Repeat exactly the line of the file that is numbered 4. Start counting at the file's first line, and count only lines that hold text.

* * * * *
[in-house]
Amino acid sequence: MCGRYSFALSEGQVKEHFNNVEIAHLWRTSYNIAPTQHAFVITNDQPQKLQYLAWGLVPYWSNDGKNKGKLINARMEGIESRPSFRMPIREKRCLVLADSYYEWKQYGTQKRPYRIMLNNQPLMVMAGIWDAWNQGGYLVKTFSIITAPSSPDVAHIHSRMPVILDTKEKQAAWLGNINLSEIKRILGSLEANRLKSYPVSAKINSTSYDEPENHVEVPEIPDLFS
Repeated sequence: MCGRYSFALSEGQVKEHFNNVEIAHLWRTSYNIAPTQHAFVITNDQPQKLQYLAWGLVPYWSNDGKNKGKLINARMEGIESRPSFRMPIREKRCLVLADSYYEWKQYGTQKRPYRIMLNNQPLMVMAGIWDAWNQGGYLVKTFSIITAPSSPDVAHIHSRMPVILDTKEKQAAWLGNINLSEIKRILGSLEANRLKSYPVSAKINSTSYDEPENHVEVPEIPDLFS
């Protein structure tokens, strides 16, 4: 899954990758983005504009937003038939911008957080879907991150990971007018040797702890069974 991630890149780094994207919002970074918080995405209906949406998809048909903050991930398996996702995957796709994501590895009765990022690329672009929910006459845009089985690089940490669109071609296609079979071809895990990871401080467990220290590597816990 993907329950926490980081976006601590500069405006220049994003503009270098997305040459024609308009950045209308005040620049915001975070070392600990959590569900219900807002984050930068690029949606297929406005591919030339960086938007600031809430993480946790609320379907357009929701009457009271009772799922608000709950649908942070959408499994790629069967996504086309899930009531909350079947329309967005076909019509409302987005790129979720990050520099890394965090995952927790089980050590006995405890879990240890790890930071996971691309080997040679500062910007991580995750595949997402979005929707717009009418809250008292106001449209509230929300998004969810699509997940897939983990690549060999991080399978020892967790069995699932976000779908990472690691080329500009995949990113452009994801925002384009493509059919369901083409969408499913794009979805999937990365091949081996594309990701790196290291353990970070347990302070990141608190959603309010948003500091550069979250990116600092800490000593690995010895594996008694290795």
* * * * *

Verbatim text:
């Protein structure tokens, strides 16, 4: 899954990758983005504009937003038939911008957080879907991150990971007018040797702890069974 991630890149780094994207919002970074918080995405209906949406998809048909903050991930398996996702995957796709994501590895009765990022690329672009929910006459845009089985690089940490669109071609296609079979071809895990990871401080467990220290590597816990 993907329950926490980081976006601590500069405006220049994003503009270098997305040459024609308009950045209308005040620049915001975070070392600990959590569900219900807002984050930068690029949606297929406005591919030339960086938007600031809430993480946790609320379907357009929701009457009271009772799922608000709950649908942070959408499994790629069967996504086309899930009531909350079947329309967005076909019509409302987005790129979720990050520099890394965090995952927790089980050590006995405890879990240890790890930071996971691309080997040679500062910007991580995750595949997402979005929707717009009418809250008292106001449209509230929300998004969810699509997940897939983990690549060999991080399978020892967790069995699932976000779908990472690691080329500009995949990113452009994801925002384009493509059919369901083409969408499913794009979805999937990365091949081996594309990701790196290291353990970070347990302070990141608190959603309010948003500091550069979250990116600092800490000593690995010895594996008694290795």